“And CPVC uses glue joints that set up for a certain amount of time,” he adds. “With the PEX, you just cut it using a plastic cutter, expand it having a tool and put it spanning a fitting. It’s significantly less labor intensive with regards to gluing and drilling holes. Gluing on CPVC, you have to glue every joint. Whereas PEX, you can probably run 30 or 40 feet of this through some holes and you also don’t have joints.”
Any piping product will probably be vunerable to problems if it’s not installed properly, but Mayfield notes that CPVC includes a smaller margin for error than PEX as it is a much more rigid pipe that appears to get especially brittle over time.
“If a plumber uses CPVC which is, say, off by half an inch on the holes, they’ll have to flex the pipe to get it in a hole,” he says. “It will be fine for several years then suddenly, because of the strain, create a crack or leak. Everything must be really precise on the measurements with CPVC. Then it’s another little nerve-wracking to operate on because if you are taking an angle stop that’s screwed onto CPVC and you’re using two wrenches, you typically flex the pipe slightly. You’re always worried about breaking the pipe because it’s brittle.”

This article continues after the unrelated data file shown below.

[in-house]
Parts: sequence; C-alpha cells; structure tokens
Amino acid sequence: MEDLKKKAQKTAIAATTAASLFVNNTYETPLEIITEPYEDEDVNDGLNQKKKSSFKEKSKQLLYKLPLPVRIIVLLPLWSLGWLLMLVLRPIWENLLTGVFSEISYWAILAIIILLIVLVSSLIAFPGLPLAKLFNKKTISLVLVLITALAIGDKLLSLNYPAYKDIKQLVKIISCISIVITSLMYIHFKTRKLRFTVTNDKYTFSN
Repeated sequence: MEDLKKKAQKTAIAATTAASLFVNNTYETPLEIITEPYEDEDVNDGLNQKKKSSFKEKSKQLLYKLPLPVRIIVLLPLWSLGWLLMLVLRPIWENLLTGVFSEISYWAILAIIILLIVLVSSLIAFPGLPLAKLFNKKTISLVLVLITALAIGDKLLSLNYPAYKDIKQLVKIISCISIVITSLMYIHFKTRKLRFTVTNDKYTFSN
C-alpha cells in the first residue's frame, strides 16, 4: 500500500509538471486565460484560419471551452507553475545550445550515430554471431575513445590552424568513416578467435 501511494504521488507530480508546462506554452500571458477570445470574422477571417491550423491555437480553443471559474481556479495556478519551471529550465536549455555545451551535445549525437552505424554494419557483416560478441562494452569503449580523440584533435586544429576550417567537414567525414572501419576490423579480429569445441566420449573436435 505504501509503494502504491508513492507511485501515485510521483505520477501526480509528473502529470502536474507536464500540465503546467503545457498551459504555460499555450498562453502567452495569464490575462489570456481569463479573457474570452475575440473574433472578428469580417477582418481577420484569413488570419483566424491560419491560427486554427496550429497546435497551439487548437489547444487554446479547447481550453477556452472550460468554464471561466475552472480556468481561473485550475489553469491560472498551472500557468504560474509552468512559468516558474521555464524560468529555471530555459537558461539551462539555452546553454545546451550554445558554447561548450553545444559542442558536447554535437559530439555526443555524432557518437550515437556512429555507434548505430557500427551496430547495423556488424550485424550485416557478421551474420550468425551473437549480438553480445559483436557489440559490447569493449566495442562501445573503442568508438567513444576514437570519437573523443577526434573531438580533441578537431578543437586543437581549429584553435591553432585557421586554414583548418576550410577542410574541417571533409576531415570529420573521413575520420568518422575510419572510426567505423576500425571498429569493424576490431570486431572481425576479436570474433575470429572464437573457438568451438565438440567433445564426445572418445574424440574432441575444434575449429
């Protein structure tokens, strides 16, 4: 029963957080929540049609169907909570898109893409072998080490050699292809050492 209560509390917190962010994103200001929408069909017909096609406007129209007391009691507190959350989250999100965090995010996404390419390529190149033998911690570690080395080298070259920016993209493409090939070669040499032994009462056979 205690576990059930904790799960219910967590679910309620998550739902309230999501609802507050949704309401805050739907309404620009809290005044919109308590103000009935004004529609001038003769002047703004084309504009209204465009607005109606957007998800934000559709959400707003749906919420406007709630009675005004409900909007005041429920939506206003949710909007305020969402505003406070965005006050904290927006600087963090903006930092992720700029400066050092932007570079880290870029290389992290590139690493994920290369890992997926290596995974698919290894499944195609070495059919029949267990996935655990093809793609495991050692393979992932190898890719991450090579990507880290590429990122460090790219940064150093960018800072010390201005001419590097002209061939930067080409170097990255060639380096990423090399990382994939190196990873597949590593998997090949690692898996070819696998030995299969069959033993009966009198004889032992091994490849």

“We did a property within a new subdivision – your house was only 6 years old – therefore we had to replumb the complete house since it is in CPVC. We actually ended up doing three other jobs from the same neighborhood. Afterward, the first repipe we did is at CPVC because we didn’t know what else to make use of. However we investigated it and discovered a better product.”
“I’ve done about 20 repipes with Uponor. I’ve had zero callbacks, zero issues,” he says. “I utilize it over copper usually. Really the only time I take advantage of copper is made for stub-outs making it look nice. Copper is still a very good product. It’s just expensive.
“I do know plumbers who still use CPVC. A lot of people just stick to their old guns and whenever something such as Uponor is released, they wait awhile before they start making use of it.”
But in accordance with Steve Forbes of Priority Plumbing in Dallas, Oregon, CPVC can nonetheless be a dependable material for the plumbing system as long as it’s installed properly.
Inside a blog on his company’s website, Forbes writes about a number of the concerns surrounding CPVC, noting that in his experience, CPVC pipe failures are based on improper installation and usually affect only hot-water lines.